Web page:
September 30.2 ± 2.0b27.5 ± 2.2a2.7 0.6 ± 3.6b2.1 ± 2.2a27.7 ± 1.4 28.5 ± 0.6 0.8 1.4 ± 2.5 3.2 ± 0.9
Figure 4. Bulk stable isotopes carbon and nitrogen ratios (δ13C and δ15N, ‰) of insects and spiders from aquatic and terrestrial habitats in
August. e 95% normal ellipse from aquatic spiders is represented in blue, and from terrestrial spiders in dark green.
from their aquatic diet, while terrestrial spiders likely obtained
EPA from both diet and bioconversion (i.e. they converted
dietary precursors to EPA intrinsically). Based on δ13CEPA val-
ues, ‘lake spiders’ obtained their EPA from Chironomidae,
one of the most abundant emergent aquatic insect taxa found
in lakes (Armitage 1995, Martin-Creuzburg et al. 2017,
Selene et al. 2020, Mathieu-Resuge et al. 2021b), mak-
ing them a likely food source for ‘lake spiders’. Because the
δ13CEPA values of emergent aquatic insects overlapped with
those from terrestrial insects, it was not possible to trace the
origin of spider EPA using δ13CEPA values alone. However, the
δ2HEPA values of ‘lake spiders’ were close to those of emer-
gent aquatic insects, which were clearly distinct from those of
terrestrial insects (Δδ2H = 121.9‰). us, the δ2HEPA values
provided isotopic evidence for the aquatic origin of EPA in
‘lake spiders’, highlighting the potential of using dual com-
pound-specific stable isotope approaches in tracing the origin
of fatty acids in natural ecosystems.
Spiders from terrestrial habitats appear more likely to have
obtained their EPA partially from diet sources and partially
Figure 5. Stable carbon and hydrogen isotope values (δ13C and δ2H, ‰) of the n-3 polyunsaturated fatty acids ALA (A and B, respectively)
and EPA (C and D, respectively) of insects and spiders collected from aquatic (Lake Lunz) and terrestrial habitats in August. e letters
indicate significant differences (KW tests and Conover–Iman multiple comparisons) between stable isotope values of n-3 PUFA between
taxa from aquatic and terrestrial habitats.
through bioconversion from dietary ALA. As it was the case
for ‘lake spiders’, δ13CEPA & ALA values of aquatic and terres-
trial insects overlapped, precluding us from drawing strong
inferences about fatty acid origin for terrestrial habitat spi-
ders based upon δ13CEPA & ALA. Terrestrial spiders had δ2HEPA
& ALA values between aquatic and terrestrial insects, suggesting
that EPA can come from both aquatic (i.e. direct assimila-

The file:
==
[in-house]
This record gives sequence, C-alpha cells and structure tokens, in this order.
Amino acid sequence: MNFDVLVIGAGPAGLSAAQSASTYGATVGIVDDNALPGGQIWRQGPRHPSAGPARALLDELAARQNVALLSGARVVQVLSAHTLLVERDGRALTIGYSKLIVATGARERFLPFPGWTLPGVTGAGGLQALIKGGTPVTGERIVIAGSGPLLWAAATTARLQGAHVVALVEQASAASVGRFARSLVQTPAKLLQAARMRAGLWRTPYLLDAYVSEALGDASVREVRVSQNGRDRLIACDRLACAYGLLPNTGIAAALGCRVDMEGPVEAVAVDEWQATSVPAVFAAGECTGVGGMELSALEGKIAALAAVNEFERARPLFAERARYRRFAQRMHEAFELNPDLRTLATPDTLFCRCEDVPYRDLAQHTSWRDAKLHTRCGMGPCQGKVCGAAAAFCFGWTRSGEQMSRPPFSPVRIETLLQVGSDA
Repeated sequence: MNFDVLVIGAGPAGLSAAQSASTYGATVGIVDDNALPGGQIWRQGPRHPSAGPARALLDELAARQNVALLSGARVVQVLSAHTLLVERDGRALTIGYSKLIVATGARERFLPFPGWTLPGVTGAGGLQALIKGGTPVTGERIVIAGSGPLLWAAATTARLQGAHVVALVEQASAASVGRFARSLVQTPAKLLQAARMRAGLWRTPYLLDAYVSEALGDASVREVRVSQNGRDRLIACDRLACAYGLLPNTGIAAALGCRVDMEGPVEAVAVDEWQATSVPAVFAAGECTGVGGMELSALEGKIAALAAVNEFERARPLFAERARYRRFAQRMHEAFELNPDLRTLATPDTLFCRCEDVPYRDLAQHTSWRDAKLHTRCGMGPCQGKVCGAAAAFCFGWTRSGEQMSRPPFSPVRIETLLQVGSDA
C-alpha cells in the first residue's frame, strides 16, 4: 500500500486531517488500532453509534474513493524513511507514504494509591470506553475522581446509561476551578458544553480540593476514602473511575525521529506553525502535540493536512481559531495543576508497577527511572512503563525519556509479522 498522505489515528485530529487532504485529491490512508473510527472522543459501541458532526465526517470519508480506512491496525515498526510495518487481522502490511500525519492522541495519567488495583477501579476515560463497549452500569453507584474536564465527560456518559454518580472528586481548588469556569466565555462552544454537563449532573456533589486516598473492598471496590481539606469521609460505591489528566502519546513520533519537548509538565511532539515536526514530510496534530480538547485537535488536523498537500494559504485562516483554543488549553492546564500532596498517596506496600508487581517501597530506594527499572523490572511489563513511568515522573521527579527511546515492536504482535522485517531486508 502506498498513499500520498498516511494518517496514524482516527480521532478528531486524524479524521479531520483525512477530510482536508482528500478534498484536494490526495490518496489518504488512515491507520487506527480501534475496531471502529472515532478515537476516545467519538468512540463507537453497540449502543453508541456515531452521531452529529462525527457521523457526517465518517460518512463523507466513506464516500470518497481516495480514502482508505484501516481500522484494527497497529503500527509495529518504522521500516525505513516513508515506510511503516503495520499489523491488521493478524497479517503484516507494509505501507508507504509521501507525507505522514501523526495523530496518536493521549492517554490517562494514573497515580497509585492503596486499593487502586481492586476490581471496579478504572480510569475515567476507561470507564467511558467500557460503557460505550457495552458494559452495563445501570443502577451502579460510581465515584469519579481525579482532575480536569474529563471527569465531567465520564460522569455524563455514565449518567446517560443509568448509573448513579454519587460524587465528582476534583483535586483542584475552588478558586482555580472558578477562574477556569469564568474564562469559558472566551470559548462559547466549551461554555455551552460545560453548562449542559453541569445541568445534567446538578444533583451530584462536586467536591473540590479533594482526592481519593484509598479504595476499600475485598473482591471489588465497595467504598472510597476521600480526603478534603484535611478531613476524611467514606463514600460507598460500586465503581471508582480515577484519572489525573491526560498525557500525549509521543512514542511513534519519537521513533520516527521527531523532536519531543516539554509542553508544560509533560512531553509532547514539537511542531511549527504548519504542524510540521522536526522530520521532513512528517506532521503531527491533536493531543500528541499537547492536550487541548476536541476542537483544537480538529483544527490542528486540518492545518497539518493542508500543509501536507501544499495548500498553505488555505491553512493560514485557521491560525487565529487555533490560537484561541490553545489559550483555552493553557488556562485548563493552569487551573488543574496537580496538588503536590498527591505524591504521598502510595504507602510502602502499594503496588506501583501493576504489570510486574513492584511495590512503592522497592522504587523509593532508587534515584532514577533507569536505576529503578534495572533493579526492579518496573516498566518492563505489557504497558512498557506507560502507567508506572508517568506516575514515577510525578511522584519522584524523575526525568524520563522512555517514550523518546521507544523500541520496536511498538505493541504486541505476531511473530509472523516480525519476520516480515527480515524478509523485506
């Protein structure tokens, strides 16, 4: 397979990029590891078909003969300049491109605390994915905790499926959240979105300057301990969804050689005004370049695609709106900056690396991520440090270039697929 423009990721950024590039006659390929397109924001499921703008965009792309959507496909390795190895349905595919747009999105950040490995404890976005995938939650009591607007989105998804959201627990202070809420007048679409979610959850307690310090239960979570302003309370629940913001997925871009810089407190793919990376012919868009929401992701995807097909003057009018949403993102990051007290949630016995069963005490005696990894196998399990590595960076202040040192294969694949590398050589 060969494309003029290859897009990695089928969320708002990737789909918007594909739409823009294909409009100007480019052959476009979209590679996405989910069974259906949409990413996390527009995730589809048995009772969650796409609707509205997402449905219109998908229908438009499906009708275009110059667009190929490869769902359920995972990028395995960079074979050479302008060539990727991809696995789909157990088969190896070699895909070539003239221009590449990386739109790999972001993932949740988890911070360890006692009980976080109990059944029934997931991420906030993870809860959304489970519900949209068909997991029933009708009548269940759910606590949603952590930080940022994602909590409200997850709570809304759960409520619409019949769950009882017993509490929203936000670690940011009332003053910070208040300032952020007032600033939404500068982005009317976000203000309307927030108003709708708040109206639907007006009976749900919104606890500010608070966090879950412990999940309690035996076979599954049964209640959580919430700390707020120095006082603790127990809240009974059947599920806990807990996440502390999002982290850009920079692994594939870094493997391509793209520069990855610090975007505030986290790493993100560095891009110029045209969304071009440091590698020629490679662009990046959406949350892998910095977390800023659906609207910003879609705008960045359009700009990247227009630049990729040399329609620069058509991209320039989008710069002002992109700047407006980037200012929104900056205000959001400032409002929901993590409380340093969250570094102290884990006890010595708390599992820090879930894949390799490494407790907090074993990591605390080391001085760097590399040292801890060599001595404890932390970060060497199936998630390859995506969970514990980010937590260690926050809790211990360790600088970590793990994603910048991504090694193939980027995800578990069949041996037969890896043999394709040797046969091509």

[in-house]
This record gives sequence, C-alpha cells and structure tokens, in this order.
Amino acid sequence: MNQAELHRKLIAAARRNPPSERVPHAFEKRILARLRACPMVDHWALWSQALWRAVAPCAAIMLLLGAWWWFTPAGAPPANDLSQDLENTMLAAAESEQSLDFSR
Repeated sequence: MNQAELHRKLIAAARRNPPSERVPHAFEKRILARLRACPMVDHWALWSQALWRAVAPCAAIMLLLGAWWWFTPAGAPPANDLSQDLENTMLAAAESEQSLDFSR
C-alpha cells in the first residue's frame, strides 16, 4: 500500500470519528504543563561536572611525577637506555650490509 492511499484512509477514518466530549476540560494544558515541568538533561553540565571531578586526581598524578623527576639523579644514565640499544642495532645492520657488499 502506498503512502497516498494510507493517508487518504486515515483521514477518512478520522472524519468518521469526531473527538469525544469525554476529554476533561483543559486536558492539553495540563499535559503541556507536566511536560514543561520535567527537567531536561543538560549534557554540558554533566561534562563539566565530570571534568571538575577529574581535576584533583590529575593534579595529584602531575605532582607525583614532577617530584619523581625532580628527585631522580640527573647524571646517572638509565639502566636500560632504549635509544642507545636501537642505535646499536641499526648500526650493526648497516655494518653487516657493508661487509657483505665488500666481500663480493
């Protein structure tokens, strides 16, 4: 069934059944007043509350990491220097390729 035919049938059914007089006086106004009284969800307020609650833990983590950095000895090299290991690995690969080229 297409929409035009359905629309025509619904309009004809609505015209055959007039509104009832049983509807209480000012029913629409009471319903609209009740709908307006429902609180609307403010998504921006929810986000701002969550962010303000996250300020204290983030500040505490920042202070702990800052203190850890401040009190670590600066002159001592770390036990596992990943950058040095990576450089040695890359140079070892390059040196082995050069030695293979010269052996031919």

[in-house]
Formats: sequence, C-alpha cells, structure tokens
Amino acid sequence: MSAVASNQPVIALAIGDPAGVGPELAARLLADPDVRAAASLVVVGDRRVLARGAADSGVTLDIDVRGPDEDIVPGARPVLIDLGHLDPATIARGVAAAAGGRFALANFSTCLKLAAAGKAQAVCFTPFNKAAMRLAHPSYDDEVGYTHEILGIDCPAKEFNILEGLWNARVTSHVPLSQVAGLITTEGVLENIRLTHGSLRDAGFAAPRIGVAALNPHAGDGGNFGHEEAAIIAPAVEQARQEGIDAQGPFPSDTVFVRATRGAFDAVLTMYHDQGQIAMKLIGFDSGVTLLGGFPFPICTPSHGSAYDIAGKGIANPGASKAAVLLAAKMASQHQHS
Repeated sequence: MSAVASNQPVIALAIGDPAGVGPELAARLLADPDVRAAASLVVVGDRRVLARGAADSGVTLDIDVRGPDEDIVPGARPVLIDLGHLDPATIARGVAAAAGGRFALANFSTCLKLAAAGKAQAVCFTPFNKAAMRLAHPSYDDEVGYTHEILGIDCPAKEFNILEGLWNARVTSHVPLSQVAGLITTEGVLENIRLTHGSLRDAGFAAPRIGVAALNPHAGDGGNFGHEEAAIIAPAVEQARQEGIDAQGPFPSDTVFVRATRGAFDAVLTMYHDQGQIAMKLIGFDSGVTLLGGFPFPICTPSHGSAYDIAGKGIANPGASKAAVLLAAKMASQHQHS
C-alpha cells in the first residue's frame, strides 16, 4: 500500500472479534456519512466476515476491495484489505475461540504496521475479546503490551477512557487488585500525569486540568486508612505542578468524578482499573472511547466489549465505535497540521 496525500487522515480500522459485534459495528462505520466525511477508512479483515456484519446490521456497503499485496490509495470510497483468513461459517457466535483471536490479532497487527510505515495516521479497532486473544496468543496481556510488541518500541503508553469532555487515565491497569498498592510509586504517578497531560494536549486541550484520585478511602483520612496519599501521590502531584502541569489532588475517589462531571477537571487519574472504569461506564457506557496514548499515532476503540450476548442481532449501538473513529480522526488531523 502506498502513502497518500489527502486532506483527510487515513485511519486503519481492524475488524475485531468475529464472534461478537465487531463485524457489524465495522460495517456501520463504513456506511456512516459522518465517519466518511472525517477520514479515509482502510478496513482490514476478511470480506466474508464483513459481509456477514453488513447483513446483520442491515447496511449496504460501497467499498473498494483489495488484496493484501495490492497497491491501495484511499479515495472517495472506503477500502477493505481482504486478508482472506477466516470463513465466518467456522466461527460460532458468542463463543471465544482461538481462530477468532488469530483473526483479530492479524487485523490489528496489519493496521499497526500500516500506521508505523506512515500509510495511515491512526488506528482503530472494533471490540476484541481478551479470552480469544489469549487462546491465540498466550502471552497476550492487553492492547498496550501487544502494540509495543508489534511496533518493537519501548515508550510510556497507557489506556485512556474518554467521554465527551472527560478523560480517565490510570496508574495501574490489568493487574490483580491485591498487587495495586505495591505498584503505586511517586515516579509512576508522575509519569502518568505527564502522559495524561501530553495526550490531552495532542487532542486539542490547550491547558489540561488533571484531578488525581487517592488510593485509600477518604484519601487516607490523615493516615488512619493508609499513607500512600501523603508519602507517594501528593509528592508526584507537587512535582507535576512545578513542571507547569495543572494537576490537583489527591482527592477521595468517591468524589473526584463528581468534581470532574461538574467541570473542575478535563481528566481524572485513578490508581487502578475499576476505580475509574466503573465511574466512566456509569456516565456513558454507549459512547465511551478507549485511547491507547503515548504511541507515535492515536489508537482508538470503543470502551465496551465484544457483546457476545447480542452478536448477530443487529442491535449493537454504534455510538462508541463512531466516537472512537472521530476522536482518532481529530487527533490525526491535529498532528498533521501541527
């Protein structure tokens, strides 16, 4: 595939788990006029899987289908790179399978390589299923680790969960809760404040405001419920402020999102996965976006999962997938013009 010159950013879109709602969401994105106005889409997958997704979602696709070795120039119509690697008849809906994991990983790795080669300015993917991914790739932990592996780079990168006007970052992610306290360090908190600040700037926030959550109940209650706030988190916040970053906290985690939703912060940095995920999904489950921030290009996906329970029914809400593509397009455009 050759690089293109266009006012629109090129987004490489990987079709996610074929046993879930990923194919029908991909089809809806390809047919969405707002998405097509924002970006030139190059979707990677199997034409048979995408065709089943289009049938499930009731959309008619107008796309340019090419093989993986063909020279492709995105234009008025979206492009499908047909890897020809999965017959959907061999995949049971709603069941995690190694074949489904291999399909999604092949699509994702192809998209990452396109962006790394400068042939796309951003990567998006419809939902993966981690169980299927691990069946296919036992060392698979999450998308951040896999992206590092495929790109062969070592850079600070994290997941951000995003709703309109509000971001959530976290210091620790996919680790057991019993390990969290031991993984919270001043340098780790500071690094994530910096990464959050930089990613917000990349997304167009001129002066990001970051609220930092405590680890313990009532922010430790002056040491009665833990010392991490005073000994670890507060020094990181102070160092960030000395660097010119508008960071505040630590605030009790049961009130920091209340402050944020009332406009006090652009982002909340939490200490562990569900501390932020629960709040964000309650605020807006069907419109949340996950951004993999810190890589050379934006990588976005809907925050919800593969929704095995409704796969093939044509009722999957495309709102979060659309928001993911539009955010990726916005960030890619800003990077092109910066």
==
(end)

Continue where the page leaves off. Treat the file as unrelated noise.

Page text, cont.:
tion and accumulation) and terrestrial (i.e. bioconversion
from precursors) sources. However, in contrast to the δ2HEPA
values of ‘lake spiders’, the δ2HEPA values of terrestrial spi-
ders were substantially higher than those of emergent aquatic
insects (Δδ2H = 79‰), making it highly unlikely that they
only obtained their EPA directly from feeding on emergent
aquatic insects. As terrestrial insects contained very little
EPA, compared to terrestrial spiders and because the δ2HEPA
values of terrestrial spiders were lower than those of terres-
trial insects (Δδ2H = 43‰) it is also unlikely that spiders
obtained their EPA directly through diet from terrestrial
insects. Instead, terrestrial spiders had isotopically lighter val-
ues of δ13CEPA & ALA and δ2HE PA & ALA compared to terrestrial
insects, pointing towards innate PUFA conversion, as sug-
gested for other taxa (Bec et al. 2011, Burian et al. 2020,
Twining et al. 2020). Moreover, the δ2HE PA values were
lower than the δ2HALAδ2H = 13‰), supporting the idea
of internal bioconversion from ALA to EPA. Indeed ALA
(%) was high in insects from both environments, but was
also specifically accumulated by terrestrial spiders. Because
isotopically lighter ALA should be faster converted to EPA
(Bec et al. 2011, Twining et al. 2020), the remaining pool
of ALA remains isotopically more enriched compare to the
EPA bioconverted. Lower dietary access to emerging aquatic
resources may select for increased bioconversion in spider
populations in terrestrial habitats, or increased bioconversion
may be the result of plasticity in response to the relative avail-